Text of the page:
Evans was recently cast in the all-star performance of Beauty and The Beast at the Hollywood Bowl, along with theater icons Kelsey Grammer, Taye Diggs, and Rebel Wilson. Evans calls the opportunity “an honor,” and says that being on stage in front of 18,000 people made him think about all of the seemingly inconsequential moments in his career when he was singing in front of 50 people. “If I wasn’t faithful in those moments,” he muses, “I would have crumbled in this one.” Evans encourages others to not revel in the monumental moments without acknowledging the little moments that prepared them for bigger platforms and opportunities. Evans has fostered his God-given talents to the best of his abilities in a variety of situations, both big and small. He recounts that even his experience on The Voice was a moment that allowed him to prepare for something greater, by having to push through when things seemed irrelevant or difficult.
Just as Evans hadn’t planned on writing a memoir, he initially didn’t plan to become a singer either. His dream job actually had nothing to do with entertainment; Anthony Evans was interested in animal sciences and wanted to be a veterinarian. His parents encouraged him to cultivate his singing gift, which afforded him a full scholarship to the prestigious Liberty University in Dallas. While singing has taken him around the world (he recently performed at the U.S. Embassy Independence Day in Berlin), being around animals still provides catharsis for him. Whenever he has down time, you will find Anthony Evans in a barn with his horses.
While at Liberty University, Evans not only connected more with singing, but also with God. Evans admits that he had a knowledge of the Lord because of his upbringing, but in college he realized that, ultimately, he still had to make a personal choice. “I realized at 18 that God doesn’t have grandkids; I’m not grandfathered in because of who my family is.” He says that until he built a relationship with God for himself, he really didn’t know how to handle life when it hit, because until then he was just ‘following suit.’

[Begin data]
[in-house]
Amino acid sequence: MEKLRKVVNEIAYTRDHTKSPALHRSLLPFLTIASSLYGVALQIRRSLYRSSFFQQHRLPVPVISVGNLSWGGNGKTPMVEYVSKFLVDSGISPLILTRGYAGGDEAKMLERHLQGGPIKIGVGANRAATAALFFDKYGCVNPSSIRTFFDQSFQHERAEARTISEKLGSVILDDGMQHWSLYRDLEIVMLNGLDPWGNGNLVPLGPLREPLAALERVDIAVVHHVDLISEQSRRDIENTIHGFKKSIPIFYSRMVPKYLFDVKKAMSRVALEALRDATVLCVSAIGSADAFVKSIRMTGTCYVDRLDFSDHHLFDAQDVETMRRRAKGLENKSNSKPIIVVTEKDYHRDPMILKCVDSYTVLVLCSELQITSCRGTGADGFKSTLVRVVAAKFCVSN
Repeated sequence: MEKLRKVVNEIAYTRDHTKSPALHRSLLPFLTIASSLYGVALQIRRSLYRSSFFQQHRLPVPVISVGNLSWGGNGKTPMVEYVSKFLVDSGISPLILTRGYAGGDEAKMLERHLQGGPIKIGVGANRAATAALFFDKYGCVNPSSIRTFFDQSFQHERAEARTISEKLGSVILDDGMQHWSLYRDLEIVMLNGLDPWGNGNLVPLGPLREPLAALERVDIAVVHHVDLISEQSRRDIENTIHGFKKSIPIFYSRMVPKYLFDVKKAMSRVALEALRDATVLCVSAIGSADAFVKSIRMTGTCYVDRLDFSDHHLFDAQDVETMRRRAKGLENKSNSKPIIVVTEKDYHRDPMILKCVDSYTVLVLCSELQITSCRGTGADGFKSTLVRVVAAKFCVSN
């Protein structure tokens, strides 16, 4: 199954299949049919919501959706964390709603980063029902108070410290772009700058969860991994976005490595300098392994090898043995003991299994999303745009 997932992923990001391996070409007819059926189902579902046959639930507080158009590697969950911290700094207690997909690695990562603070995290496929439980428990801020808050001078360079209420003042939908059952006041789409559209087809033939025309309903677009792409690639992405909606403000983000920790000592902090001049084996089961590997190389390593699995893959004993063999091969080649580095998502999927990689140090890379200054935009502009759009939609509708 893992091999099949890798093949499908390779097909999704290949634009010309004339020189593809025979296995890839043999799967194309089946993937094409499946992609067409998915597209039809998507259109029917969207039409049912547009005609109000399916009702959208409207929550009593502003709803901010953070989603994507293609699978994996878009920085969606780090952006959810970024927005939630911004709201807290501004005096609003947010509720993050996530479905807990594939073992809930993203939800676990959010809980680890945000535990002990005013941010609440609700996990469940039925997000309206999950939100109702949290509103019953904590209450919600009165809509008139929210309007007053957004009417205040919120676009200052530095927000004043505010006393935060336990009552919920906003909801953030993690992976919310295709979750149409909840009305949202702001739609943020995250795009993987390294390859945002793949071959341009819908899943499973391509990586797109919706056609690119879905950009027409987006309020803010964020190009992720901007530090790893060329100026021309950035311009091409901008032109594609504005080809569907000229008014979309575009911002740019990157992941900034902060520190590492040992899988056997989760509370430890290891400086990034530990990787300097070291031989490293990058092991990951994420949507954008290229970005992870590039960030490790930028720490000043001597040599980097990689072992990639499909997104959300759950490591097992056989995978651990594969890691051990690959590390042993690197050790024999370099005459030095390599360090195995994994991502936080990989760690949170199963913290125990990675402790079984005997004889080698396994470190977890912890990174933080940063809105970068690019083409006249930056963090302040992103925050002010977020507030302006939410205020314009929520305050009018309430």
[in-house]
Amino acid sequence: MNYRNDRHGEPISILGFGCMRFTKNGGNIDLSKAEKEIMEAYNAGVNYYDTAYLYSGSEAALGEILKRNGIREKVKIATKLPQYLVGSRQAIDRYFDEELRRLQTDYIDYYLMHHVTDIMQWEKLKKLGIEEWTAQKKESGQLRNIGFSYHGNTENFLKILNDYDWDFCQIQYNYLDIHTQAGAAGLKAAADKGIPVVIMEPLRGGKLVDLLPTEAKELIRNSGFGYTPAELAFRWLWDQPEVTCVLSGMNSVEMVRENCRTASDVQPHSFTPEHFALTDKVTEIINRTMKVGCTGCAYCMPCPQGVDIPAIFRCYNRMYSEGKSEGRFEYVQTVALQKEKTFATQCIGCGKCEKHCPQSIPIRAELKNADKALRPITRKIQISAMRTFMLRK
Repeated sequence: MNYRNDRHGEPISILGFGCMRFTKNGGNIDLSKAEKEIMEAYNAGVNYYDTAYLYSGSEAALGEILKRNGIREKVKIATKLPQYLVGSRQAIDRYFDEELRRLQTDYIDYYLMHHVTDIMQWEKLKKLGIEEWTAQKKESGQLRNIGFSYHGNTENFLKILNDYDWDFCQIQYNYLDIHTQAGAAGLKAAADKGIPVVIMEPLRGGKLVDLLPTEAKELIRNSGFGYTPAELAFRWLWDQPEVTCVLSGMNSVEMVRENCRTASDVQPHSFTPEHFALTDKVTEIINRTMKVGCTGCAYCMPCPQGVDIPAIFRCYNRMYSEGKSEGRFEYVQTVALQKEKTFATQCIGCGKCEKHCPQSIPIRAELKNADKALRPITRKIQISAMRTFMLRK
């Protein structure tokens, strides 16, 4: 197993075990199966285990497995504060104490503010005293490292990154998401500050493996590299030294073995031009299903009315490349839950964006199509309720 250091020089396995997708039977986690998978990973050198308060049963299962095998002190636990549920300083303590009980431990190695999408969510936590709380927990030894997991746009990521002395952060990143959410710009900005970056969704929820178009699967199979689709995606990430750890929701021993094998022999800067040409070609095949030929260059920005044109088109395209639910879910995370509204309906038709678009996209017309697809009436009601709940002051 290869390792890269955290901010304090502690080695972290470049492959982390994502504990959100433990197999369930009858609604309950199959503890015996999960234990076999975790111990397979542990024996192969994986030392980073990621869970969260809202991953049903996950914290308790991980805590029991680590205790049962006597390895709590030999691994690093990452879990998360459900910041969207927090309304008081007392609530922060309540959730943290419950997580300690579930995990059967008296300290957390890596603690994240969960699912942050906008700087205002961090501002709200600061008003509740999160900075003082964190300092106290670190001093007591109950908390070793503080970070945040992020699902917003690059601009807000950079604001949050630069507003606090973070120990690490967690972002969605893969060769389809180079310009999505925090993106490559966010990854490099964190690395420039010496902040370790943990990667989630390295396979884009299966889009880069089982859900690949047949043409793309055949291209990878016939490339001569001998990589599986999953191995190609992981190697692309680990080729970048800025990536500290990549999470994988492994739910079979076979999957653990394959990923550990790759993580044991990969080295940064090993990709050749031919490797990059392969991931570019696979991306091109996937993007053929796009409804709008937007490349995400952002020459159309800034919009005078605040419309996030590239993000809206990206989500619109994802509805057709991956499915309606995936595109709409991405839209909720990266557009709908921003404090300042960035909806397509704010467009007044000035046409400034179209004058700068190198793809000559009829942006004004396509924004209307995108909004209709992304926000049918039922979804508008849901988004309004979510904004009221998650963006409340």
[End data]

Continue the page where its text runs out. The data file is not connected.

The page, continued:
Evans walks a bold life of faith, and it is a life that requires discipline and structure. He tries to make his conversations with the Lord an all day, every day thing, and he invites the Lord into everything he does. “That’s where I found the most connection with God,” he says. “It wasn’t a formality, such as real friends who check in with each other multiple times a day, but developing the discipline to convene regularly with God throughout the day.”
After reading Unexpected Places, Anthony Evans wants readers to see that, in most cases, we experience the beauty of an unexpected place when we are willing to do what may seem insignificant as it relates to obedience. “There are stories in the bible that give glimpses of what obedience can do. For instance, the story of the 10 lepers: Jesus told them to show themselves to the priest and as they went they were healed. As they were doing what He said to do, they were cleansed. I went to a leper colony when I was 20 years old. I saw what leprosy looked like; people were missing fingers and limbs. If Jesus told me to go show myself to the priest, I would be like ‘can you give me my fingers back first, then I will go…you do your part, then I’ll do mine’. But by being obedient when it was hard to do so, and not questioning God, the lepers were healed.”
What’s next for Anthony Evans? More music, of course. He recently released a remake of “Reckless Love.” “My team is known for remixing worship songs and adding our own spin to it,” he says.
“I am working on a couple projects. I am working on a song based on my life and all that’s going on with me. It’s my personal journal set to song. I am also working on a worship album.”